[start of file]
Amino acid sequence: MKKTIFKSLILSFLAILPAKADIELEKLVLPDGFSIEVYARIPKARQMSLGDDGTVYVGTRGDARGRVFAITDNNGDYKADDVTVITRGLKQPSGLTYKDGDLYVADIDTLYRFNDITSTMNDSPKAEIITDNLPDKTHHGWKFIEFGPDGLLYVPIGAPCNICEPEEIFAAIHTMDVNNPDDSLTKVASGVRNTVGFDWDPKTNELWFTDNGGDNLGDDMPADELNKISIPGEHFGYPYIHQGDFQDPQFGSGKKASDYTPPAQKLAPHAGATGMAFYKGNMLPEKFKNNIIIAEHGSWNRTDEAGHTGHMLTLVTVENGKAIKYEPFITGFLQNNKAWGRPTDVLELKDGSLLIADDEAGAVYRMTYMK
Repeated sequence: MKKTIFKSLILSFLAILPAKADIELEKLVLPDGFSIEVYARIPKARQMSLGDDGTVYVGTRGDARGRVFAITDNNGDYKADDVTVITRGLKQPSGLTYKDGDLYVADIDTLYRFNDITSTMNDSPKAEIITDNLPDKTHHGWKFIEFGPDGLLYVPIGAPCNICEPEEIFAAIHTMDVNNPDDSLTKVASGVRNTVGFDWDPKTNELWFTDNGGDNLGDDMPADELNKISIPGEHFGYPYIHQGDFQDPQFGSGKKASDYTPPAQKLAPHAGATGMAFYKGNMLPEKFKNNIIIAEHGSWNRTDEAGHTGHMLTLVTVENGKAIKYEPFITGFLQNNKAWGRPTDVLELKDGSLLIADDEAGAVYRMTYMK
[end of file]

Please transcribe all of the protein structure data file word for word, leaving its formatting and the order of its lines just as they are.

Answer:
Amino acid sequence: MKKTIFKSLILSFLAILPAKADIELEKLVLPDGFSIEVYARIPKARQMSLGDDGTVYVGTRGDARGRVFAITDNNGDYKADDVTVITRGLKQPSGLTYKDGDLYVADIDTLYRFNDITSTMNDSPKAEIITDNLPDKTHHGWKFIEFGPDGLLYVPIGAPCNICEPEEIFAAIHTMDVNNPDDSLTKVASGVRNTVGFDWDPKTNELWFTDNGGDNLGDDMPADELNKISIPGEHFGYPYIHQGDFQDPQFGSGKKASDYTPPAQKLAPHAGATGMAFYKGNMLPEKFKNNIIIAEHGSWNRTDEAGHTGHMLTLVTVENGKAIKYEPFITGFLQNNKAWGRPTDVLELKDGSLLIADDEAGAVYRMTYMK
Repeated sequence: MKKTIFKSLILSFLAILPAKADIELEKLVLPDGFSIEVYARIPKARQMSLGDDGTVYVGTRGDARGRVFAITDNNGDYKADDVTVITRGLKQPSGLTYKDGDLYVADIDTLYRFNDITSTMNDSPKAEIITDNLPDKTHHGWKFIEFGPDGLLYVPIGAPCNICEPEEIFAAIHTMDVNNPDDSLTKVASGVRNTVGFDWDPKTNELWFTDNGGDNLGDDMPADELNKISIPGEHFGYPYIHQGDFQDPQFGSGKKASDYTPPAQKLAPHAGATGMAFYKGNMLPEKFKNNIIIAEHGSWNRTDEAGHTGHMLTLVTVENGKAIKYEPFITGFLQNNKAWGRPTDVLELKDGSLLIADDEAGAVYRMTYMK